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Financing infrastructure in developing countries

Listed author(s):
  • Antonio Estache
  • Tomas Serebrisky
  • Liam Wren-Lewis

This article develops a theoretical framework to analyse options for financing infrastructure in developing countries. We build a basic model that gives motivations for using a combination of public finance, private debt, and private equity. The model is then extended in a number of ways to examine factors that are important for developing countries. We focus in particular on key institutional weaknesses that are often important for infrastructure investment. Overall, we show that such weaknesses can be key in determining financing choices, but that they do not all push in the same direction. Financing schemes must therefore be adapted to consider the institutional limitations that are most pertinent in any given context.

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File URL: http://hdl.handle.net/10.1093/oxrep/grv037
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Article provided by Oxford University Press in its journal Oxford Review of Economic Policy.

Volume (Year): 31 (2015)
Issue (Month): 3-4 ()
Pages: 279-304

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Handle: RePEc:oup:oxford:v:31:y:2015:i:3-4:p:279-304.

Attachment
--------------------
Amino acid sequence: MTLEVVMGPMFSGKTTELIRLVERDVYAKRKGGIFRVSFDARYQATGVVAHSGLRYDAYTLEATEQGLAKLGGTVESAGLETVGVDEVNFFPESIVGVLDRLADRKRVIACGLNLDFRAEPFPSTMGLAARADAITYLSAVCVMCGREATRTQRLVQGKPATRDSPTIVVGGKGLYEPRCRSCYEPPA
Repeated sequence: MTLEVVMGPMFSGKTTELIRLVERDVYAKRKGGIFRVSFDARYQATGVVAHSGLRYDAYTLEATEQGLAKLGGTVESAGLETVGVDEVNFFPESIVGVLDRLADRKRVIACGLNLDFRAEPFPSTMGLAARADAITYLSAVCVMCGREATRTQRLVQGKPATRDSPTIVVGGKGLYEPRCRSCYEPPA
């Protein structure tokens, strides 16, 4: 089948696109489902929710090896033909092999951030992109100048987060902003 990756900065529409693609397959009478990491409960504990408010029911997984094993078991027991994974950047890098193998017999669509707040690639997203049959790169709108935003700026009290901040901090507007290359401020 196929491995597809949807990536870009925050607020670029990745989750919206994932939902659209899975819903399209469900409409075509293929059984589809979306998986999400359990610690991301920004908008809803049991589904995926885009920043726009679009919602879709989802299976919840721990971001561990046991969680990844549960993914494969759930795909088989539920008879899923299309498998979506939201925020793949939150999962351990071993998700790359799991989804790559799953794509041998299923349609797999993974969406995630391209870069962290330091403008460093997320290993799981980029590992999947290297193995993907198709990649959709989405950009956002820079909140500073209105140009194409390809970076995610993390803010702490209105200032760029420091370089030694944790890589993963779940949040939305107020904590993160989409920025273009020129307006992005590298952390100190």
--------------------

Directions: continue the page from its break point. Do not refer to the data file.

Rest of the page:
Contact details of provider: Web page: http://oxrep.oupjournals.org/

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  1. Kristin Komives & Vivien Foster & Jonathan Halpern & Quentin Wodon, 2005. "Water, Electricity, and the Poor : Who Benefits from Utility Subsidies?," World Bank Publications, The World Bank, number 6361, April.
  2. Antonio Estache & Liam Wren-Lewis, 2009. "Toward a Theory of Regulation for Developing Countries: Following Jean-Jacques Laffont's Lead," Journal of Economic Literature, American Economic Association, vol. 47(3), pages 729-770, September.
  3. Bhattacharyay, Biswa N., 2010. "Estimating Demand for Infrastructure in Energy, Transport, Telecommunications, Water and Sanitation in Asia and the Pacific: 2010-2020," ADBI Working Papers 248, Asian Development Bank Institute.
  4. Wren-Lewis, Liam, 2013. "Commitment in utility regulation: A model of reputation and policy applications," Journal of Economic Behavior & Organization, Elsevier, vol. 89(C), pages 210-231.
  5. Marian MOSZORO, 2014. "Efficient Public-Private Capital Structures," Annals of Public and Cooperative Economics, Wiley Blackwell, vol. 85(1), pages 103-126, 03.
  6. David Martimort & Flavio Menezes & Myrna Wooders & DANIEL DANAU & ANNALISA VINELLA, 2015. "Public-Private Contracting under Limited Commitment," Journal of Public Economic Theory, Association for Public Economic Theory, vol. 17(1), pages 78-110, 02.
  7. David Martimort, 2006. "An Agency Perspective on the Costs and Benefits of Privatization," Journal of Regulatory Economics, Springer, vol. 30(1), pages 5-44, 07.
  8. Aidan Vining & Anthony Boardman, 2014. "Self-interest Springs Eternal: Political Economy Reasons why Public-Private Partnerships Do Not Work as Well as Expected," ifo DICE Report, ifo Institute - Leibniz Institute for Economic Research at the University of Munich, vol. 12(3), pages 17-23, October.
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